Jason Molesky

 
 
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Jason Molesky writes about American literature and the environmental humanities at Princeton University.

 
 

Born

Princeton, West Virginia

 

hometown

Scenery Hill, Pennsylvania

 

current Residence

Lawrenceville, New Jersey

Jason’s research and teaching span all periods of American literature, with a focus on twentieth and twenty-first century narratives about fossil energy extraction. His interests include the modern metropolis, immigrant and ethnic literatures, proletarian fiction, disaster and environmental writing, critical race theory, and the relationship between affect, toxicity, and literary form.

As a creative writer working in fiction and nonfiction, Jason takes inspiration from his family’s experiences in the coal camps and steel towns of northern Appalachia, including his own previous career as a fourth-generation underground coal miner. His most recent work deals with extreme energy extraction, particularly the cultural, environmental, and public health implications of hydrofracturing (fracking).

Gotham City Well Pad

Scenery Hill, PA

Four Unconventional Natural Gas Wells:

Bruce Wayne A1H, Bruce Wayne A3H

Bruce Wayne A5H, Bruce Wayne B7H

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“The only notice my parents received prior to the drilling was a form letter from the state’s Department of Environmental Protection (DEP), an agency whose acronym, many residents joke, may as well stand for “Drill Everywhere, Please.” The process itself was a two-month delirium of noise and light, pollution and heavy trucks. While television ads cast the company as a “good neighbor,” fine, chemically-laced sand wafted over the yard along with a sea of diesel smoke, giving my father headaches and nosebleeds. The morning he crossed the road to ask about noise mitigation, the foreman offered to have him arrested.”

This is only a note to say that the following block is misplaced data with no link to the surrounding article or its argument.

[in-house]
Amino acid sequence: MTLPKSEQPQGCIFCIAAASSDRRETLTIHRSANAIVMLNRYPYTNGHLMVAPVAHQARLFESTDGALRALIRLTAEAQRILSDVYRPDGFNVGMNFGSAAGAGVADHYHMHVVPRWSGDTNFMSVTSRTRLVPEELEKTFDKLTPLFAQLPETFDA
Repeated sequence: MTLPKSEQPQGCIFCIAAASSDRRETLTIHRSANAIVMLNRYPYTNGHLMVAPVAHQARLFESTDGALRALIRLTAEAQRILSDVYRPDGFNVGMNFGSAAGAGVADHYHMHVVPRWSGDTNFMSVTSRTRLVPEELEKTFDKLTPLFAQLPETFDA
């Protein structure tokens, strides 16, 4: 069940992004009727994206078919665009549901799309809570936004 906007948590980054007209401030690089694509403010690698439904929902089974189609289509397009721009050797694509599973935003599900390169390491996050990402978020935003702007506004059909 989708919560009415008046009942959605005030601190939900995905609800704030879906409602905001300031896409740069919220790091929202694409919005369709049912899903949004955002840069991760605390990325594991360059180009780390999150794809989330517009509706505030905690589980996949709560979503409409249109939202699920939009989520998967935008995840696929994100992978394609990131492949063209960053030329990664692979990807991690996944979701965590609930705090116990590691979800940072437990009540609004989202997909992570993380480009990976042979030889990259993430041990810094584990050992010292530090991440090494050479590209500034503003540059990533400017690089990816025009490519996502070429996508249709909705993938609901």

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Donora, PA 1942

(Photo by U.S. Dept. of War)

Freshly charged, the zinc smelting furnaces filled the valley with smoke, destroying every living thing on the hills. In the town’s streets children played, in its dreadful little houses men and women ate and slept, made love and died, perpetually enveloped in smoke.

- Thomas Bell, Out of This Furnace (1941)

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